Disaster Housing Recovery Updates – April 18, 2022

National News

The latest report from the Intergovernmental Panel on Climate Change calls for urgent action to respond to global climate change. The report states that in less than a decade, human-created CO2 levels will cause temperatures to rise above levels agreed upon in the Paris Climate Accords unless more is done now to prevent temperature increases.

Congressional Action

The “SPEED Recovery Act” was passed by the U.S. House of Representatives on April 4. The bill would raise the threshold for “Small Projects” under FEMA’s Public Assistance Program, which reimburses local and state governments for work performed during and after disasters. Projects that cost up to $1 million would receive expedited application reviews and reporting options. The bill was introduced by U.S. House Transportation and Infrastructure Chairman Peter Defazio, Ranking Member Sam Graves, Representative Daniel Webster (R-FL), and Representative Dina Titus (D-NV).

The “Resilient AMERICA Act” was passed by the U.S. House of Representatives on April 4. The bill addresses FEMA’s Building Resilient Infrastructure and Communities (BRIC) program, which permits additional mitigation measures to be undertaken with program funding, allows nonprofit facilities access to BRIC funds, and increases available funding under program grants. The bill was introduced by House Transportation and Infrastructure Chairman Peter Defazio, Ranking Member Sam Graves, Representative Daniel Webster (R-FL), and Representative Dina Titus (D-NV).

The U.S. House Transportation and Infrastructure Committee’s Subcommittee on Economic Development, Public Buildings, and Emergency Management held a hearing, “FEMA Priorities for 2022 and the 2022-2026 Strategic Plan,” with FEMA Administrator Deanne Criswell as sole witness. Comments and questions focused on FEMA personnel issues, recent reforms to the Individual Assistance Program, FEMA’s workforce, and more. 


FEMA released a Federal Register Notice (FRN) calling for comments on the agency’s decision to extend current approval of a wide variety of FEMA Individual Assistance documentation forms. These forms had previously been approved and utilized. FEMA requested comments that evaluate the quality, utility, and clarity of the information gathered and address the burden of data collection on disaster survivors. Comments are due on or before June 13.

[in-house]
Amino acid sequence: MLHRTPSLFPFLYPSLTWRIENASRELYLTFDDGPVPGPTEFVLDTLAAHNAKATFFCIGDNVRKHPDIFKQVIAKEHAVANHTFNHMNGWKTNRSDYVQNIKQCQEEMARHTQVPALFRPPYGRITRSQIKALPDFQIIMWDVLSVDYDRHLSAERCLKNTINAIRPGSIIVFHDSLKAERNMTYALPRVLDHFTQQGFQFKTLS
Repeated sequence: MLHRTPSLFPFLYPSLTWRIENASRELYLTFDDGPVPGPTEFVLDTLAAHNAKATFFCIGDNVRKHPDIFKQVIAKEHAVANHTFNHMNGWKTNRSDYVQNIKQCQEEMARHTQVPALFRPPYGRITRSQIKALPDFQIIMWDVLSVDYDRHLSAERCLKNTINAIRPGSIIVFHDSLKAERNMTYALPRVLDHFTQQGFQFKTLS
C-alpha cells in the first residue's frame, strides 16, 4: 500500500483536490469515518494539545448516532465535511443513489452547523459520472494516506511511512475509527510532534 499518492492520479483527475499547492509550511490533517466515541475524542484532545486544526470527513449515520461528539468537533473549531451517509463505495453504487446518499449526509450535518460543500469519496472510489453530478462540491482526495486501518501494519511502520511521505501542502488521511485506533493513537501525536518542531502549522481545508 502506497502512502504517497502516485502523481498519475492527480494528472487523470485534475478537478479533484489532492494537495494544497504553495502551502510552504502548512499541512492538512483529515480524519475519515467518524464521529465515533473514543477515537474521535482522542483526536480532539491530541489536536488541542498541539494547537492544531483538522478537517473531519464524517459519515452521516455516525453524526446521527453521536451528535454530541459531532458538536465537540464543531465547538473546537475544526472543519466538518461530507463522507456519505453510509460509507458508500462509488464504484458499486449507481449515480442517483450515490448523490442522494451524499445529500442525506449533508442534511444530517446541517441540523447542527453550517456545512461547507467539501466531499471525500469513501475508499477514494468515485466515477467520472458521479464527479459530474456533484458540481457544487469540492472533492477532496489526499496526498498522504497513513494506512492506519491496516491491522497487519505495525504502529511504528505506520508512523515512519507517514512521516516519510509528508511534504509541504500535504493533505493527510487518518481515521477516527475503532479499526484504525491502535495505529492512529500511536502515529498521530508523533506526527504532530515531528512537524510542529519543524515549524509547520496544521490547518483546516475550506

FEMA also released an FRN regarding the administration of a preparedness research survey of disaster survivors from historically marginalized communities. According to the notice, the agency plans to make use of surveys, individual interviews, and focus groups. Comments are being collected to enhance the quality and utility of the process. Comments are due on or before June 13.


HUD Secretary Marcia L. Fudge visited Puerto Rico and the U.S. Virgin Islands at the beginning of April. In Puerto Rico, she traveled to several areas hit by Hurricane Maria in 2017 and by the 2020 earthquakes. She conducted listening sessions with disaster survivors and emphasized HUD’s commitment to providing equitable, safe, stable, resilient, and affordable housing to disaster survivors via the agency’s Community Development Block Grant-Disaster Recovery program.

State and Local Updates


At least 50 homes in Haines, Alaska, have yet to be rebuilt after a deadly 2020 storm and accompanying landslides. Two-hundred and fifty homes were affected at the time, and while significant progress has been made, challenges remain. Mental health resources have also been difficult to access in the state, but local recovery groups have been attempting to connect disaster survivors with specialists.


FEMA held a brief public comment period concerning its plan to place 28 trailers in Metairie, LA, for Hurricane Ida survivors. The agency plans to keep the units available in Metairie until March 2023. Some residents of Metairie have voiced unfounded claims about increases in crime and flooding due to FEMA’s decision.

North Carolina

The North Carolina Office of Recovery and Resiliency was accused by the state auditor of failing to plan for the oversight of state funds provided for recovery from Hurricane Florence. The office is now working on reforms that would solve the issue, according to state officials.


The number of homes destroyed by the Holiday Farm Fire in September 2020 increased to 574 dwellings. Currently, 47 homes have been rehabbed. Lane County, which was the county hardest hit by the fire, is using modular housing units to ensure adequate housing is available.


The Journal of Affordable Housing and Community Development published an article about heir-property owners and disaster recovery in a recent issue.

The International Journal of Disaster Risk Reduction published an article about assessing inequalities in FEMA disaster recovery assistance allocations.